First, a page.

Despite the conditions being far from ideal, this Masdevallia decumana specimen has still been flowering! Needless to say, if I had misted the orchids inside this terrarium more frequently, then this miniature orchid would have produced more flowers, which would have been longer-lasting.
This Masdevallia rechingeriana specimen has been flowering since January 2017, so at the time of writing in July 2017, this plant has been in bloom, almost continually, for six months.
Each Masdevallia rechingeriana flowering stem produces a number of flowers in succession. If you’re growing this particular miniature orchid, do take care to only remove the spent flower spikes when they have fully faded and turned brown so that you don’t miss out on Masdevallia rechingeriana‘s striking blooms.
This Mediocalcar decoratum orchid specimen is of great significance to me, as I was given this plant by a special friend.
I am surprised and delighted that this Mediocalcar decoratum specimen is growing so well. I have been concerned about this plant, as I felt that the conditions inside this terrarium of late, had been far too dry for this orchid species. I am relieved and slightly amazed that this Mediocalcar decoratum specimen is still growing strongly.
This Phalaenopsis lobbii specimen has been flowering for some months now, since February or March 2017, if I recall correctly.
This Phalaenopsis lobbii specimen is looking rather scrappy and neglected! As you’ll see in the photographs below, this plant’s flowers have been nibbled around the edges! This is not a look that I favour for my orchid’s blooms!
This Phalaenopsis parishii specimen flowered from March 2017 through until the beginning of June 2017. What a joy this miniature orchid’s flowers have been!
In 2016 this Phalaenopsis parishii specimen produced two flowers, so I was delighted to be lucky enough to enjoy the four flowers that this plant’s first flowering stem produced. Sadly the second flowering stem has aborted its flowers, as it has been drier inside this terrarium over the past few months, and so consequently, there wasn’t sufficient water to sustain this second flowering.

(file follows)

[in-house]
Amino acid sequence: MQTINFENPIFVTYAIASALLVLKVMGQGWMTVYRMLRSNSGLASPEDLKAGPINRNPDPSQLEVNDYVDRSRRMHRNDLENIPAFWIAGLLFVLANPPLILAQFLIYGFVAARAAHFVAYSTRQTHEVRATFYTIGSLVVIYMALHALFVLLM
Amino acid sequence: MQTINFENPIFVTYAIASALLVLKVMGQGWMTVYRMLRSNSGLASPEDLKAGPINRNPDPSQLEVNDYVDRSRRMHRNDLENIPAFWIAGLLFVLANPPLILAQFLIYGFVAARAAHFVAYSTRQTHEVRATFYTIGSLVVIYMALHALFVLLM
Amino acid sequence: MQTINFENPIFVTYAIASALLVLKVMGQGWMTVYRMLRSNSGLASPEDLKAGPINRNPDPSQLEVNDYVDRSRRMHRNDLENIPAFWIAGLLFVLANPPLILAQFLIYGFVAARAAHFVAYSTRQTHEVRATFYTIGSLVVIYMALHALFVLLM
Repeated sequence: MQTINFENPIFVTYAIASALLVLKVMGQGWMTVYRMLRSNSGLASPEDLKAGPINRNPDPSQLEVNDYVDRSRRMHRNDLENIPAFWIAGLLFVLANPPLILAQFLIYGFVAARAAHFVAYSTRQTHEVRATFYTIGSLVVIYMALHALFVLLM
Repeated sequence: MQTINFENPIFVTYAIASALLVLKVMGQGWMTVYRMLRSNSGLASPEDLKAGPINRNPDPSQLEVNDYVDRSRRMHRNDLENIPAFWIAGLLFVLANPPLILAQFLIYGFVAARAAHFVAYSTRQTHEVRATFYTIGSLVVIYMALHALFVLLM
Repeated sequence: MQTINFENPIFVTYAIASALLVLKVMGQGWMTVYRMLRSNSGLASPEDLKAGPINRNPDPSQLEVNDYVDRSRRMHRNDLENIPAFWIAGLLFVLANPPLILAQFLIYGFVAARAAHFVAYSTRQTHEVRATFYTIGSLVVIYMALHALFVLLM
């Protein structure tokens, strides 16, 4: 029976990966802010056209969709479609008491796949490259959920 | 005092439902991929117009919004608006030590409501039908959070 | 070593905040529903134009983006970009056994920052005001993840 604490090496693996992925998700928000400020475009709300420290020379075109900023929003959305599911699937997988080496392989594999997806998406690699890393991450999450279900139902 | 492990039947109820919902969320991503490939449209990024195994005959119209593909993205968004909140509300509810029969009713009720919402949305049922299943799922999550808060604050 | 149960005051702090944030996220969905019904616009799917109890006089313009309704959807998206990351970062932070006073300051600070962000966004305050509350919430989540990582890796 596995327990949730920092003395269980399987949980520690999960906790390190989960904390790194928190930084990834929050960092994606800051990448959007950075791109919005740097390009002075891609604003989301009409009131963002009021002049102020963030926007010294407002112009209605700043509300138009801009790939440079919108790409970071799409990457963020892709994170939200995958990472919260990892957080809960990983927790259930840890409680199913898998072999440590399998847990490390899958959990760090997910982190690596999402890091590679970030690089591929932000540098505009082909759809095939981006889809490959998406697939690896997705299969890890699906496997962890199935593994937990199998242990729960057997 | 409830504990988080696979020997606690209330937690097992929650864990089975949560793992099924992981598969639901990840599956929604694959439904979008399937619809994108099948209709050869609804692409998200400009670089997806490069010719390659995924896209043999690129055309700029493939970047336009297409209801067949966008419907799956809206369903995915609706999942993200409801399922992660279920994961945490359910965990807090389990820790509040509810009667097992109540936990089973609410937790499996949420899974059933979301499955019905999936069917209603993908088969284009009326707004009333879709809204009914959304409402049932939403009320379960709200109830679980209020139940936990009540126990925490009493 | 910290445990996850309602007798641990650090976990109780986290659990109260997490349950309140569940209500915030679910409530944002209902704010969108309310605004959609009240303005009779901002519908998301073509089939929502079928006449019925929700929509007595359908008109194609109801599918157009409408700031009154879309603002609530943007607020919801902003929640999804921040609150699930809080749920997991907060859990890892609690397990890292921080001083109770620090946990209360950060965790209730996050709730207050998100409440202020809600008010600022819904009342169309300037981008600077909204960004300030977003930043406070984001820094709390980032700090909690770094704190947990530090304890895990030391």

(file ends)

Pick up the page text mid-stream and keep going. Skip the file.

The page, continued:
This Phalaenopsis parishii specimen has recently produced another flower bud.
Other articles that may interest you…………………..
To read the first part of my White Orchid BiOrbAir Terrarium Trial, please click here.
To read the first part of my Madagascar BiOrbAir Terrarium Trial, please click here.
To read about the great new features of the updated 2017 BiOrbAir terrarium, please click here.
To read about the general maintenance of the BiOrbAir terrarium, and the general care I give to my terrarium plants, please click here.
For information on how to mount epiphytic orchids onto cork bark, please click here.
To read about using decorative features inside your terrarium or bottle garden, please click here.
To see a planting list for terrariums and bottle gardens featuring a variety of beautiful, terrarium plants, please click here.
To see a planting list of miniature orchids to grow in terrariums, please click here.
To read about the Writhlington Orchid Project, please click here.
To read about the 2017 Orchid Extravaganza at the Royal Botanic Gardens Kew, please click here.
To read about using long handled terrarium tools, please click here.